The Relationship Between English Language Adoption and Global Digital Inequality: A Cross-Country Analysis of ICT Readiness and Use

The Relationship Between English Language Adoption and Global Digital Inequality: A Cross-Country Analysis of ICT Readiness and Use

Hui-Wen Vivian Tang (Ming Chuan University, Taiwan), Mu-Shang Yin (Hsing-Wu Institute of Technology, Taiwan), and Ru-Shuo Sheu (Hsing-Wu Institute of Technology, Taiwan)
Copyright: © 2011 |Pages: 10
DOI: 10.4018/jdet.2011040102
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The aim of this study was to investigate whether differences in information and communication technology (ICT) readiness and access across countries were fundamentally related to the variable of English language adoption. A one-way multivariate analysis of variance (MANOVA) was utilized to comparatively examine the developments of ICT readiness and use among 149 countries categorized into four groups based on levels of English language adoption and economic development. The results of the comparative analysis showed that English language adoption is not a dominant factor in determining the global digital divide. The results suggest that much of the differences in ICT development across countries are attributable to levels of economic development. Limitations and implications for additional studies on specifying key factors widening the global technology gap are discussed.
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As the total number of people worldwide purchasing computers and connecting to the Internet is growing with exceptional speed, studies on the extent, causes and cures of global digital inequality have gained popularity in the previous decade. Barriers to technological development have been studied from the perspectives of economic development, government policy, cultural differences, telecommunication infrastructure, and language (Barzilai-Nahon, 2006; Guillén & Suárez, 2006). Numerous methods have been used to calculate gaps of the digital divide around the globe. Studies by International Telecommunication Union (ITU) have established a collection of 100 Internet access and e-readiness indicators used to map the framework of the global digital divide. The 100 statistics have been categorized into basic indicators, fixed telephone lines, mobile subscribers and Internet indicators (Barzilai-Nahon, 2006). Among 100 indicators created by ITU, 11 were selected as measurable and comparable indicators to capture regional and global competitiveness in information society developments (ITU, 2009). Sufficient funding, necessary digital literacy, and English language proficiency are identified as the most relevant solutions to bridging the divide (Brook, Donovan, & Rumble, 2005).

Robert M. Wolk (2004), in “The Effects of English Language Dominance of the Internet and the Digital Divide”, indicated that 85% of all WebPages are in English. In spite of similar population totals and standard of living, the English-speaking population enjoyed twice the number of internet users than the French. Wolk’s (2004) research findings showed that the level of English language adoption in a country is related to the degree of internet usage; therefore, it was hypothesized that English fluency monopoly may be the strongest factor in widening the global digital divide. Wolk’s (2004) research led to well-meaning but incomplete attempt to measure the global technology gap by conducting paired-samples T tests and taking the four sample groups as the dependent samples or matched-samples in his tests of statistical significances. The potential problem was that the four sample groups in Wolk’s (2004) study consisted of almost all countries around the globe and were not randomly selected from the populations; therefore, they are independent in nature. The computations of paired-samples T tests to examine world population in Wolk’s (2004) study may have violated the dependence assumption and could result in a narrow view of the influence of English language on the global digital divide (Green & Salkind, 2005).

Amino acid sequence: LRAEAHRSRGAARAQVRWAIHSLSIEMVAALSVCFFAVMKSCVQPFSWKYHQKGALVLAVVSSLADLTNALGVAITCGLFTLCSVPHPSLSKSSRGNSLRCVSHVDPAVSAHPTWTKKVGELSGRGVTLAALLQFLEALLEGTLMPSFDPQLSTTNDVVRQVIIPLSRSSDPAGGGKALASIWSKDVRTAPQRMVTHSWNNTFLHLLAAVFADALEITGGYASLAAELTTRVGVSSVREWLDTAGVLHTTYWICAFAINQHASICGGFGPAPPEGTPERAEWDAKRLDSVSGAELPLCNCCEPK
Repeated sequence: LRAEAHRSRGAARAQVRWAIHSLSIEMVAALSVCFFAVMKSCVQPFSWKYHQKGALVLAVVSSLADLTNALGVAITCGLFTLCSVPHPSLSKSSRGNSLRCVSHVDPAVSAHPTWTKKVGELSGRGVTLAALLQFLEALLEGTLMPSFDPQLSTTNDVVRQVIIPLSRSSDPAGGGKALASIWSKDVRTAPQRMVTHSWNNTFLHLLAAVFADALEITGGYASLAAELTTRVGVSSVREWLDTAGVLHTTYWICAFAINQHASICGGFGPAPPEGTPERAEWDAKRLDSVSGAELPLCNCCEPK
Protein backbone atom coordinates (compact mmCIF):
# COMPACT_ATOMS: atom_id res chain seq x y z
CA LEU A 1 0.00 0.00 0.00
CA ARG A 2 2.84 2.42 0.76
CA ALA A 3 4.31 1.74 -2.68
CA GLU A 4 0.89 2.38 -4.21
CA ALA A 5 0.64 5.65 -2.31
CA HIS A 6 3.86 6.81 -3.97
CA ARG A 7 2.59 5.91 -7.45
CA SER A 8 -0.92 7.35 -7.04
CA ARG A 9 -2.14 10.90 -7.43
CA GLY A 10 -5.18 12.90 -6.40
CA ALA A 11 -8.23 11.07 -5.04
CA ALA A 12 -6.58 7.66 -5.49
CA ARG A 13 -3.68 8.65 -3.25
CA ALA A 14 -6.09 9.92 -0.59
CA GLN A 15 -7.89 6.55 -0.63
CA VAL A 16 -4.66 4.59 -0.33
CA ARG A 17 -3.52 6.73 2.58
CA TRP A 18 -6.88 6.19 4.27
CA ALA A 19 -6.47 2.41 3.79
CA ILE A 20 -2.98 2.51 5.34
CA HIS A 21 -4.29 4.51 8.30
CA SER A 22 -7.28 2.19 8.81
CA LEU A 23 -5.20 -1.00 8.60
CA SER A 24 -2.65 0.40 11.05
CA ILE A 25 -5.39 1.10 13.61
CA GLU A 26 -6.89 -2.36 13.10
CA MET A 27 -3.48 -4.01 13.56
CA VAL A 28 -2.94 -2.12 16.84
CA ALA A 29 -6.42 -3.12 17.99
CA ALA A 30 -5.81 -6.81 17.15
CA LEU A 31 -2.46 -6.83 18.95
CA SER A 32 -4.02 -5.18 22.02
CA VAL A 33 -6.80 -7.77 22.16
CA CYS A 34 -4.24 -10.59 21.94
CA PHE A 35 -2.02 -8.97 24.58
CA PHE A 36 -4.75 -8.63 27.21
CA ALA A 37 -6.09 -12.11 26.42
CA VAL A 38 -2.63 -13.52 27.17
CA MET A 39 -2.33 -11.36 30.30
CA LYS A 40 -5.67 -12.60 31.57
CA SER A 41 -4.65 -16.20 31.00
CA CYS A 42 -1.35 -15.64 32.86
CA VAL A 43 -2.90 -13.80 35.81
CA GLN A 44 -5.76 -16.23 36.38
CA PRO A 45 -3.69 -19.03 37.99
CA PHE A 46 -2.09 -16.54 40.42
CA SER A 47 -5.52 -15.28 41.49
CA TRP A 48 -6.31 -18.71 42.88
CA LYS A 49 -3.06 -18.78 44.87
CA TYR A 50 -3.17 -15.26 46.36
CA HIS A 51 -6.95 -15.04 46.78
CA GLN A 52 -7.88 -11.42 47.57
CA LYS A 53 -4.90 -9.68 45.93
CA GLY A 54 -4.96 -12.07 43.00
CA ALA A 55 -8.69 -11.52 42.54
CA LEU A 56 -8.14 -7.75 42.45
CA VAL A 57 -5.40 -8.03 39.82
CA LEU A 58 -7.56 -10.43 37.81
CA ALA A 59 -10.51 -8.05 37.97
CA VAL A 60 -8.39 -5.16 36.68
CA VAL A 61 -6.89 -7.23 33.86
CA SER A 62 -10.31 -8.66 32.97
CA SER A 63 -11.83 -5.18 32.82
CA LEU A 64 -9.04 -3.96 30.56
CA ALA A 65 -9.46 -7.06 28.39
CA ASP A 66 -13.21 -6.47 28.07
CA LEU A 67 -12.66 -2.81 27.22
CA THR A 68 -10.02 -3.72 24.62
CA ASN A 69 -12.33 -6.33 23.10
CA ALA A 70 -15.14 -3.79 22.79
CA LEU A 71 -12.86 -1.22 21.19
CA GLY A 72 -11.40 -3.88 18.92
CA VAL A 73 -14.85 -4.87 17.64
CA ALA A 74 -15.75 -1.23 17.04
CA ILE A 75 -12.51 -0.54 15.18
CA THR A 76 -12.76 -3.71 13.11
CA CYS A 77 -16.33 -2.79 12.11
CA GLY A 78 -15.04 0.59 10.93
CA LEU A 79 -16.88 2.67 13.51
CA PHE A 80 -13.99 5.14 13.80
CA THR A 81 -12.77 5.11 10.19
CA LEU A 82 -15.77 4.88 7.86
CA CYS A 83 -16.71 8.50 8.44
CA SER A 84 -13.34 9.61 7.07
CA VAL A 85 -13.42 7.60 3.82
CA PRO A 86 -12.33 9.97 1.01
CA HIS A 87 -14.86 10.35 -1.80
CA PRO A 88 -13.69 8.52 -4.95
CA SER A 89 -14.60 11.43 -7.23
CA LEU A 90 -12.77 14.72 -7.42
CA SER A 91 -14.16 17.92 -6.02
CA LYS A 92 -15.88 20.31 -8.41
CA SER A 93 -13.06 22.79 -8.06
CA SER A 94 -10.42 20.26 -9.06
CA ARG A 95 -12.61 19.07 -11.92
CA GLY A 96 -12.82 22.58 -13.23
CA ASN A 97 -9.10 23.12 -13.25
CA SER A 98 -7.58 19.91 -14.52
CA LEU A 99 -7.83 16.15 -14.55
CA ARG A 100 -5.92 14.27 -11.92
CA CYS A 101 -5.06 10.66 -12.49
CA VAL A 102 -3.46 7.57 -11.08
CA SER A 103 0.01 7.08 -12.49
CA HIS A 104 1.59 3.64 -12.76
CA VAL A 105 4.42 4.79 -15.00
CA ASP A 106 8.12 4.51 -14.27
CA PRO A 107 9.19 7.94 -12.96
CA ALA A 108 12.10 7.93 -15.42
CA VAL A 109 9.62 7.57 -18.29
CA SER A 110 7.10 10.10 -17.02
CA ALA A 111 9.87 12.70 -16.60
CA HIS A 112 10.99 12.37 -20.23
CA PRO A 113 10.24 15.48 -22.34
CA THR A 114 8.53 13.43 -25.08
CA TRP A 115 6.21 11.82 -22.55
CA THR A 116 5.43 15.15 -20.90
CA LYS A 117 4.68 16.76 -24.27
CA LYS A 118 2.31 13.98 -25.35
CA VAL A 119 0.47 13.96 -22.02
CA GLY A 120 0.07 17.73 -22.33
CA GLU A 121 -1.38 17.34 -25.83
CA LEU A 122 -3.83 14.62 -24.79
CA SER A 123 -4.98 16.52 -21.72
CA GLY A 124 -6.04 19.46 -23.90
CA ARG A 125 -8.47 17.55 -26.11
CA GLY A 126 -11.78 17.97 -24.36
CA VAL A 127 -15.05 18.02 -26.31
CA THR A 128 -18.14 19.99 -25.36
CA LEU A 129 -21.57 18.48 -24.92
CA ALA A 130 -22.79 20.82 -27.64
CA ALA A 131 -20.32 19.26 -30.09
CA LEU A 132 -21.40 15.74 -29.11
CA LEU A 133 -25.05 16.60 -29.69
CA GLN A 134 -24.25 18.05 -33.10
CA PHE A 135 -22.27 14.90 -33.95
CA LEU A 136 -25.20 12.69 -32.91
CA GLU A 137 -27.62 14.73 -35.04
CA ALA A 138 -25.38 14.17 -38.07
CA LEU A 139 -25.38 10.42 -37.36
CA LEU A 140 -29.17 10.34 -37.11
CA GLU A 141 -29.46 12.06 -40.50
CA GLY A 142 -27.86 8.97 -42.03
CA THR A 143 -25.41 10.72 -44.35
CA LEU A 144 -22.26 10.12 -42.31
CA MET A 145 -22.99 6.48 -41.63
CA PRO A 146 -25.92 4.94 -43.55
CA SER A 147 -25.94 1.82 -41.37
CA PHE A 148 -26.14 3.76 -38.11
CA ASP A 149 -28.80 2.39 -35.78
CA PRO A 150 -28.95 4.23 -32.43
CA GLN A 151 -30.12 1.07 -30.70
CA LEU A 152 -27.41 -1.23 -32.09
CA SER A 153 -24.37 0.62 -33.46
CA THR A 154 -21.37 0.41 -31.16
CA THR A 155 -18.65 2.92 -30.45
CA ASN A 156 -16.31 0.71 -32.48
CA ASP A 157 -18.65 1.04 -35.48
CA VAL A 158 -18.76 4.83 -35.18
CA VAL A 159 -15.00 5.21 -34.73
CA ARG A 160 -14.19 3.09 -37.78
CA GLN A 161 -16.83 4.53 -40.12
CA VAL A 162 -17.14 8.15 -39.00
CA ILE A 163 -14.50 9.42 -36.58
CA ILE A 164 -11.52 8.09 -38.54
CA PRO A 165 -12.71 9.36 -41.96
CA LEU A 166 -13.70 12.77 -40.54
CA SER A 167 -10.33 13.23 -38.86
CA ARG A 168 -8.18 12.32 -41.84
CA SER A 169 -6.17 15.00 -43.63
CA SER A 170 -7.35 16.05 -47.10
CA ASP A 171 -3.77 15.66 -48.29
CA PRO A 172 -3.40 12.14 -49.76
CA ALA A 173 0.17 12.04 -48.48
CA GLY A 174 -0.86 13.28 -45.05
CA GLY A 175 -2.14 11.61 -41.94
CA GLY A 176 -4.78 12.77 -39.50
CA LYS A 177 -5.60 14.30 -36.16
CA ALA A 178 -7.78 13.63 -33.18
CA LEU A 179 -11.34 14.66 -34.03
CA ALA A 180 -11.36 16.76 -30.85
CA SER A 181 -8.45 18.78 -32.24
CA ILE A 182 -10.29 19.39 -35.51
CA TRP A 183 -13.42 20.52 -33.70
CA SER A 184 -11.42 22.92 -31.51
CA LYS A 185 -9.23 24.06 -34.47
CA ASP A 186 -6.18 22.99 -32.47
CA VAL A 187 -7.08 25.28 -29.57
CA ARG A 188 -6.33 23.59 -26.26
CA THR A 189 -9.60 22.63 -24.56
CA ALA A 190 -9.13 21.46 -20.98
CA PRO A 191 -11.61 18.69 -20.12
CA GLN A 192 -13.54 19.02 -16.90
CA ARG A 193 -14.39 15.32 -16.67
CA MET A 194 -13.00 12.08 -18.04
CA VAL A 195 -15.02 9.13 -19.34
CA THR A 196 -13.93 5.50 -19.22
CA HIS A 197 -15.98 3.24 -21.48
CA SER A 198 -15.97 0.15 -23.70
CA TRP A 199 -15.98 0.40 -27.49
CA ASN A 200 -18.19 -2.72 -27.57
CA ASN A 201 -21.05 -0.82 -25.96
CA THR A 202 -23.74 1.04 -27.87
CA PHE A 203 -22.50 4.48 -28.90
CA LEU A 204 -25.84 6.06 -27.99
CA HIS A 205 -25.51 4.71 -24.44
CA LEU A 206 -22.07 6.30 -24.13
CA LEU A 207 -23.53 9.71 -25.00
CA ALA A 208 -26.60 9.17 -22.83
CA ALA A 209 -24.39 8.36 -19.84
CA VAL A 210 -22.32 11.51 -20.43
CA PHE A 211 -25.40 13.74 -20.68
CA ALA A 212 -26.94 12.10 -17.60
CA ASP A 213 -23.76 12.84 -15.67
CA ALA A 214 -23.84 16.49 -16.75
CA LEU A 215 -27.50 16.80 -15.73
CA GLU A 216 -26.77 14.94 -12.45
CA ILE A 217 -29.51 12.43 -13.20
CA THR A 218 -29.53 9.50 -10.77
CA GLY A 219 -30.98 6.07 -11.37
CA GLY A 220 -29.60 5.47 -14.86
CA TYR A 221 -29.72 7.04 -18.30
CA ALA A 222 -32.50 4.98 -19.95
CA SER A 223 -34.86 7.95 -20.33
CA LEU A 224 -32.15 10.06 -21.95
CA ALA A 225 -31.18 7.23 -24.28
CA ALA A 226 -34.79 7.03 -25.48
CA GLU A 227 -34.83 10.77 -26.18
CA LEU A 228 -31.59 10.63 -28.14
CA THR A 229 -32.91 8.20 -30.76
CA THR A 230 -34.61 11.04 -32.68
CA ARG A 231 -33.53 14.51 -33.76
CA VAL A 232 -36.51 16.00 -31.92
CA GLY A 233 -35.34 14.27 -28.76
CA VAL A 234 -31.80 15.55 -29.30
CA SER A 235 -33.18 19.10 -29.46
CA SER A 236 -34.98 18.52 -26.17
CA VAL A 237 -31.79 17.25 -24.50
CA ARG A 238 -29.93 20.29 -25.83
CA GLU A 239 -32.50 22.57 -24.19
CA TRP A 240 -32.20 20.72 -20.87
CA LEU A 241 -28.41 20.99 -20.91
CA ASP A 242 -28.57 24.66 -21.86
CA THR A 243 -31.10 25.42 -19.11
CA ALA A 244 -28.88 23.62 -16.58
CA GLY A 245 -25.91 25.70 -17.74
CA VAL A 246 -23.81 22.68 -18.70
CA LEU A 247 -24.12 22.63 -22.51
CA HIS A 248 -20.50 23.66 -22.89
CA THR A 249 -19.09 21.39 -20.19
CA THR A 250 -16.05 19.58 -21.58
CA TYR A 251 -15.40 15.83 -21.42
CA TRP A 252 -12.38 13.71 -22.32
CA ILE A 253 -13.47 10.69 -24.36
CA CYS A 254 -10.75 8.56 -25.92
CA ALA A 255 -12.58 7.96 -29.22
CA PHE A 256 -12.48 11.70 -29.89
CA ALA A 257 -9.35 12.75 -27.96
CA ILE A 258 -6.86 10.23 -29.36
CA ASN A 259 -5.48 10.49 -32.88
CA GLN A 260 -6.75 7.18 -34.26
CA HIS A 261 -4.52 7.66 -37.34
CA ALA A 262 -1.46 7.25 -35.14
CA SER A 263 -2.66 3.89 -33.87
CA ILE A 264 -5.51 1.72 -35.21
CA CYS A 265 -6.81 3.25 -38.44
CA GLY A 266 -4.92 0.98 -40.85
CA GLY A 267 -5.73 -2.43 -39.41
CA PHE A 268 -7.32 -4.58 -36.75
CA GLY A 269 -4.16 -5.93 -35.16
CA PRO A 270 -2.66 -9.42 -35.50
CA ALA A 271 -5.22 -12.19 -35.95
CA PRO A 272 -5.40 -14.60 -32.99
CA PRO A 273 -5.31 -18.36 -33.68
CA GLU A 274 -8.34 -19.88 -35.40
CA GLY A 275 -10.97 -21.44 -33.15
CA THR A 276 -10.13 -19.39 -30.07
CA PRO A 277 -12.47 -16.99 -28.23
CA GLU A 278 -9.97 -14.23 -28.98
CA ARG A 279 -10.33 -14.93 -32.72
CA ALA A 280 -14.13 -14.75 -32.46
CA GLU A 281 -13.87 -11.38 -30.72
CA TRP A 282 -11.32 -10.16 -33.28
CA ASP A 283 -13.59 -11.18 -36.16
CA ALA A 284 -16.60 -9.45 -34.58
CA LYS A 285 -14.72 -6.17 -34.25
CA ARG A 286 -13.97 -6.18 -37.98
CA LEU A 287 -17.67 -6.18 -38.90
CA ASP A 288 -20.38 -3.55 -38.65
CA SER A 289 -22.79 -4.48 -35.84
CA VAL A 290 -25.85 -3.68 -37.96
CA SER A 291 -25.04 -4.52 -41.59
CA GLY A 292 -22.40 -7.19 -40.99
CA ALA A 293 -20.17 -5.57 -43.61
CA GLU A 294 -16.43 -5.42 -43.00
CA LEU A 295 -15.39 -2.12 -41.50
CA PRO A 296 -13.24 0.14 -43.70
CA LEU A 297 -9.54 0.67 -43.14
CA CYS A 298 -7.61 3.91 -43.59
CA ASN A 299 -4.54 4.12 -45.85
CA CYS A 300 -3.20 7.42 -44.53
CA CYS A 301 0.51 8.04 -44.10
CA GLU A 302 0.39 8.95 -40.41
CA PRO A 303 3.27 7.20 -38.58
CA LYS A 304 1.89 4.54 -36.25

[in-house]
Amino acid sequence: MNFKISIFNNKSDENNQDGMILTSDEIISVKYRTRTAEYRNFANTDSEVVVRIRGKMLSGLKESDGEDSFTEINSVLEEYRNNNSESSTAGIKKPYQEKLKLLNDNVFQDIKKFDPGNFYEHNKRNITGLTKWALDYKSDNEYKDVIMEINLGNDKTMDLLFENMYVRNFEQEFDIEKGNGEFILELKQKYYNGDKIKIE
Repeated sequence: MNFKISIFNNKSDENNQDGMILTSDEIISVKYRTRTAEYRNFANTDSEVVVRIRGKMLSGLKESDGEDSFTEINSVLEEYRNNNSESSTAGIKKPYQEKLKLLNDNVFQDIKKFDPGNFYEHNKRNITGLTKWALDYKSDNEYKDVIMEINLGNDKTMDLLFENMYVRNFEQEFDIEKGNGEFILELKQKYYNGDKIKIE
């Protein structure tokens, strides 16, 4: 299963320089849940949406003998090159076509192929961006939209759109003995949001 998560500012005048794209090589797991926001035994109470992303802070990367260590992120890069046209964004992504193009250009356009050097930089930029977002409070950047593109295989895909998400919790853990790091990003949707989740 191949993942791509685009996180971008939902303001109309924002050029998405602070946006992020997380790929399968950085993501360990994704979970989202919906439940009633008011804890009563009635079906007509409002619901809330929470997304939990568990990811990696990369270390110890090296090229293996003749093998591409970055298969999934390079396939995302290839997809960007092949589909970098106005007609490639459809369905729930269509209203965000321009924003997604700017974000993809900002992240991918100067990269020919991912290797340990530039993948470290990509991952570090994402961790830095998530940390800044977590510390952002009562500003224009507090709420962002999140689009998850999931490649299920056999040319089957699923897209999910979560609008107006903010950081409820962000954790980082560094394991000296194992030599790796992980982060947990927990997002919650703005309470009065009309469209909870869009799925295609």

The present study aimed at extending and replicating Wolk’s (2004) research methodology by performing one-way multivariate analysis of variance (MANOVA) to test statistical significance of secondary data on economic developments and English language determinants of internet uses from multiple resources on 149 countries. To reconsider the issue of English language dominance of the global digital divide, Wolk’s (2004) research needed to be refined and reexamined in order to assess whether English language adoption is a significant factor which affects the capacity to carry Internet traffic and the degree of internet usage in a country.

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